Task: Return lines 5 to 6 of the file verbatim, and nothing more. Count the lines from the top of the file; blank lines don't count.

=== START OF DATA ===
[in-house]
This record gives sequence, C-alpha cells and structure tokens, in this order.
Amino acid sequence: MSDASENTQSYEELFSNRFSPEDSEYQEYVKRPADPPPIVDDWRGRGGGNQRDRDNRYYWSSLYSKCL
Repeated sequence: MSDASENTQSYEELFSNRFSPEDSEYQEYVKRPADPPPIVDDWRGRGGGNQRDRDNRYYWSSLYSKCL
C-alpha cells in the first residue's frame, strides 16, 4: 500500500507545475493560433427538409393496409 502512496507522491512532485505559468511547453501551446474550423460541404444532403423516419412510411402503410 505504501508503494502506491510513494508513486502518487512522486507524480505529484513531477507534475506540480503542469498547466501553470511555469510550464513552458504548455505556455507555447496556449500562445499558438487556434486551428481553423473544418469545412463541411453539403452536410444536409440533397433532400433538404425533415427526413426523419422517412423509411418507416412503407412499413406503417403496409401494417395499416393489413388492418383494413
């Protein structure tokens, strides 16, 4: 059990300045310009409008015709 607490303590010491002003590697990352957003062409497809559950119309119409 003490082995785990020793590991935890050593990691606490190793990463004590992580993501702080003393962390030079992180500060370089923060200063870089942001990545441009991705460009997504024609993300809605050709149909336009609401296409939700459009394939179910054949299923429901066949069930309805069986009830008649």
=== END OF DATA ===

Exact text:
C-alpha cells in the first residue's frame, strides 16, 4: 500500500507545475493560433427538409393496409 502512496507522491512532485505559468511547453501551446474550423460541404444532403423516419412510411402503410 505504501508503494502506491510513494508513486502518487512522486507524480505529484513531477507534475506540480503542469498547466501553470511555469510550464513552458504548455505556455507555447496556449500562445499558438487556434486551428481553423473544418469545412463541411453539403452536410444536409440533397433532400433538404425533415427526413426523419422517412423509411418507416412503407412499413406503417403496409401494417395499416393489413388492418383494413
């Protein structure tokens, strides 16, 4: 059990300045310009409008015709 607490303590010491002003590697990352957003062409497809559950119309119409 003490082995785990020793590991935890050593990691606490190793990463004590992580993501702080003393962390030079992180500060370089923060200063870089942001990545441009991705460009997504024609993300809605050709149909336009609401296409939700459009394939179910054949299923429901066949069930309805069986009830008649």